New opportunities are presented by the economically active seniors – the so called silver or grey economy. “In 2022, the number of economically active population aged 25-34 will be one fifth smaller than currently. The number of workers aged 55-64 will increase by almost the same number. It is obvious that we will not be able to rely as much on the “younger generation” in the future, therefore, in order to avoid excessively high costs of external recruitment, we must think on how to retain the current and established talented workers”, Senior Partner of “KPMG Baltics” explained at the “Business Strategy 2017” conference.

Investments in training, especially in the field of modern technologies, communication of clear career plans, more flexible working conditions (including the time and place of work), appropriate remuneration – what can we expect from older colleagues in such conditions? A more loyal attitude and wisdom of life that may be acquired only with experience, Movsisjana highlights.

# We must start adapting to the subversive changes in the “rules of the game” of the business world   Technological changes, including automation, as well as modern power engineering is forming historic changes in the industry sector. Digital and sharing economy – “Uber”, “Airbnb” and other similar services – is only the beginning of the changes that we may expect in the future. A study carried out by “PwC” shows that five sharing economy sectors formed income in the amount of 15 billion US dollars in 2014.

Since the new “rules of the game” are currently only being formed, entrepreneurs and politicians need to have a vision and a mission that inspires not only themselves but also the entire society, Senior Partner of “PwC” underlines.

“According to the “PwC” Baltic CEO Survey, entrepreneurs in Latvia have difficulties with trust, however, mutual cooperation is of vital importance when adapting to the trends that are changing the world. Politicians must stick to their priorities no matter how difficult it could be. It is also of utmost importance for business to be able to deal with challenges that are formed by the increasing number of regulations and the impact of modern technologies. Solutions are certainly individual, but it is important to believe that we are able to deal with all of the challenges,” Elksniņa-Zaščiriniska explains.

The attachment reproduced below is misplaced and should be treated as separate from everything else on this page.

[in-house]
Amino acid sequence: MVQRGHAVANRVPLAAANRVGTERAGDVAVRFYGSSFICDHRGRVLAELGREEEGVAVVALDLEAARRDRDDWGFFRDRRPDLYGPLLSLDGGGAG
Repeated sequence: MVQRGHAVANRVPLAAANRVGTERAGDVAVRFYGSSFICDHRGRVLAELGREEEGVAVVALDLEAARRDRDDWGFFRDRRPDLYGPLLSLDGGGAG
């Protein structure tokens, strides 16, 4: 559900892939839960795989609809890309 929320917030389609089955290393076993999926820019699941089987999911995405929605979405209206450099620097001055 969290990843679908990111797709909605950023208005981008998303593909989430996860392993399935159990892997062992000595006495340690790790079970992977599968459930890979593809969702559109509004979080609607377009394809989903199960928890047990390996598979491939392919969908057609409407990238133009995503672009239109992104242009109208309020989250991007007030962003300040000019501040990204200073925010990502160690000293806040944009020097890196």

# Welfare on debt   The debt burden of governments of developed countries is forming an unceasing headache. In Europe, it forms 86 % of GDP on average, thus creating welfare “on debt”, which is not a sustainable solution. It is also difficult to forecast what will be the long-term side-effects of the unconventional monetary policy implemented by the leading central banks of the world.

According to Strazda, “economic growth cannot be created with non-traditional monetary policy, it can only be shifted forward in time. If the monetary policy will not be supported by reforms that improve competitiveness and productivity, thus forming the basis for long-term growth, it will only be a matter of time when we will enter a larger or smaller crisis once again.”

The conference “Business Strategy 2017” is organised by “BIG event”. Supported by: “OP Corporate Bank Plc”, “KPMG”, “SAP”. Partners: magazine “Kapitāls”.